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That thing looks pretty good for "homemade". I can't imagine it would be very effective to make your own raft but ok.
 

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Discussion Starter · #3 ·
I was thinking the same thing looks pretty good for homemade.
 

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One could say that a raft is just a raft, however depending on what kind of glue was used, the fabric quality, valves, etc. there are quite a few variables to be considered. It's a very clean boat for being "home-made" with what appear to be NRS-type thwart attachments, nice wear strips, etc. I'm with Mike, it doesn't look like someone's weekend garage project and if the seller got it new for $1300 I want to know who's making these boats "at home". The maker appears highly skilled and I don't see how the material and labor that went into it could be that cheap unless it was made in a production shop (or overseas factory). I have to wonder if it's an unlabeled prototype or unlabeled boat from a line that's come onto (and gone from?) the market recently.

All that said, if it's held together for 3 years, it'll probably hold together for at least a couple more. $800 for a SB is an awesome deal if it passes a thorough used raft checkout.

Be interested to hear someone with more knowledge about boats chime in on this.
Good luck!

-AH
 

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Home made eh. Pretty sweet for home made. Not sure why you would use those valves if it was home made. I would think that if you were going to go to all that trouble, research, labor, etc. you would know about and spend the extra few dollars to put Leafields in it. Making a boat in the garage like that would be a very impressive feat. I have made a few thwarts from scratch, an I beam towable, a few other projects and all but fully rebuilt several boats. I have never once thought that I wanted to tackle a full raft from scratch. Just doesnt make sense even with the experience I have and tooling I have made to do repairs.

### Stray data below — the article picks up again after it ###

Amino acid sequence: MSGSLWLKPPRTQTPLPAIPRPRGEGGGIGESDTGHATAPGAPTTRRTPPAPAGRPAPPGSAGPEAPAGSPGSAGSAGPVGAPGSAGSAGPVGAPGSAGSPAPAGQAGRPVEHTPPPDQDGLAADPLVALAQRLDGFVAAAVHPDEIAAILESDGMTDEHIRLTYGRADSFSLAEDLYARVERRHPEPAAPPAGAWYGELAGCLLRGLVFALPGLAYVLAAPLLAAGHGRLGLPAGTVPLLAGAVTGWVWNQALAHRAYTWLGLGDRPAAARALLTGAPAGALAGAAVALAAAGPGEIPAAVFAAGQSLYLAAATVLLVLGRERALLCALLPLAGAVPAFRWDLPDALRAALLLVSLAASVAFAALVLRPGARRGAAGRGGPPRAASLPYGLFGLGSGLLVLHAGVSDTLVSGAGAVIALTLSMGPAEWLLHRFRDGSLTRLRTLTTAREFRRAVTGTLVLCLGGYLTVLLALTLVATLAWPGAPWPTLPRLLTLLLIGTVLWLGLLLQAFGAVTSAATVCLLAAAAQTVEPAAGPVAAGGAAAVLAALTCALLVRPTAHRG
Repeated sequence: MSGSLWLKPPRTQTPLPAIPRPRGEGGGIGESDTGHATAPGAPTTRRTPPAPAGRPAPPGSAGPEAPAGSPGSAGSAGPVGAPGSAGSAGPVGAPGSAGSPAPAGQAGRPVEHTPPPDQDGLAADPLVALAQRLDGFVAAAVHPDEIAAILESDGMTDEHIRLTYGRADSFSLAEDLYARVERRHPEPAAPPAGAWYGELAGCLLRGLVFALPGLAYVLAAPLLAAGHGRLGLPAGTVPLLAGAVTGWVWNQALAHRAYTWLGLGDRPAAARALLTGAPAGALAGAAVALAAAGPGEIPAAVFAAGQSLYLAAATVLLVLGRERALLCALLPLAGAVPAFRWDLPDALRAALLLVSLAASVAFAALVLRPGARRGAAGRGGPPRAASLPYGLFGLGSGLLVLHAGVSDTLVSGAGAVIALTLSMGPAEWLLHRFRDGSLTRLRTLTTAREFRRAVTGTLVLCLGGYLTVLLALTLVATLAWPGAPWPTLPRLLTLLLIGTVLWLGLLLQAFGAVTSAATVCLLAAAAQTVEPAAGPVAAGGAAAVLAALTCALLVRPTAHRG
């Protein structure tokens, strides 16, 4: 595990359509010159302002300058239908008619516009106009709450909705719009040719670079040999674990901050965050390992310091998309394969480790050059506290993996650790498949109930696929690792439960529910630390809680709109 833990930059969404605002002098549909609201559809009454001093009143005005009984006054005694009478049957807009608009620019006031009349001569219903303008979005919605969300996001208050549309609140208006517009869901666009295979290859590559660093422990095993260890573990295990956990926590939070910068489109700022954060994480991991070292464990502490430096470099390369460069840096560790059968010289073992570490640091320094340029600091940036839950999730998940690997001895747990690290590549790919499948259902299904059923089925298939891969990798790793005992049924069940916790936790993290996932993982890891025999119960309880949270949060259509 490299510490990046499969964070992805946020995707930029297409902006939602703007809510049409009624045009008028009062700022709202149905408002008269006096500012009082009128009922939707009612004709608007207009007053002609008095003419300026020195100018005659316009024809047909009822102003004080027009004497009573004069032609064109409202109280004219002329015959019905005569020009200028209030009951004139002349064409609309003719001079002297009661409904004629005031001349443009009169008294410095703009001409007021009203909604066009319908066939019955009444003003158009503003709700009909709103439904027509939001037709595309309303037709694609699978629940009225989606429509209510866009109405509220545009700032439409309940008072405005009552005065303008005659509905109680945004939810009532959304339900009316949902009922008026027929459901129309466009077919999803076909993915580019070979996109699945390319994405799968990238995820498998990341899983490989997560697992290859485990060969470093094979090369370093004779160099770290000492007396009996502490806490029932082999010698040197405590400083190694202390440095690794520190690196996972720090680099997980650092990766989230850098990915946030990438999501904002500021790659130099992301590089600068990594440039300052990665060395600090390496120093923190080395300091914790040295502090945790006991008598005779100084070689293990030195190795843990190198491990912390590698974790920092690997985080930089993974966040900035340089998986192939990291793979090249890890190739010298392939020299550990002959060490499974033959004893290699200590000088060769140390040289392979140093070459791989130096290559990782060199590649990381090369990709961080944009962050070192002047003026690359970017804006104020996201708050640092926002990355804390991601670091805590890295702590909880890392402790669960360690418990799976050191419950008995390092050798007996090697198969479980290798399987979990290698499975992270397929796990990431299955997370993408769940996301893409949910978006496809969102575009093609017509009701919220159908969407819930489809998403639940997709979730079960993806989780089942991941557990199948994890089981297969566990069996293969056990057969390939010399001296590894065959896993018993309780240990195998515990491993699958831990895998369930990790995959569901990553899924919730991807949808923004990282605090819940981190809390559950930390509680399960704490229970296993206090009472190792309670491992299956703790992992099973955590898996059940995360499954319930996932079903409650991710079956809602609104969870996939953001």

Not that it cant happen, people re invent the wheel all the time. I know some dudes that have done some crazy projects that didnt make sense but they did them anyway to see if they could. They spent more time and money than they would have to buy 10 of whatever they ended up building. That said, it looks more like a prototype or something. Maybe the home made aspect is the frame chafers, added d rings, handles, etc.

At any rate, go check it out if you are interested in it. Give it the standard used raft check out as Andy says.

If you find out it is homemade from scratch, give me the guys number, I have a job for him.

good luck
 

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Thanks for the reality check, ZB. I think the only time I've seen anything you could even consider calling "homemade" rubber work as nice as that, it was a piece John Sells had made from his kids. And I bet if you added up materials and labor for that kind of custom work he would want lot more than $1,300 to actually make a profit off it.
 

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Discussion Starter · #7 ·
One could say that a raft is just a raft, however depending on what kind of glue was used, the fabric quality, valves, etc. there are quite a few variables to be considered. It's a very clean boat for being "home-made" with what appear to be NRS-type thwart attachments, nice wear strips, etc.

-AH
Good point I guess that is why some cost more than others, but for $800 this raft looks pretty good.
 
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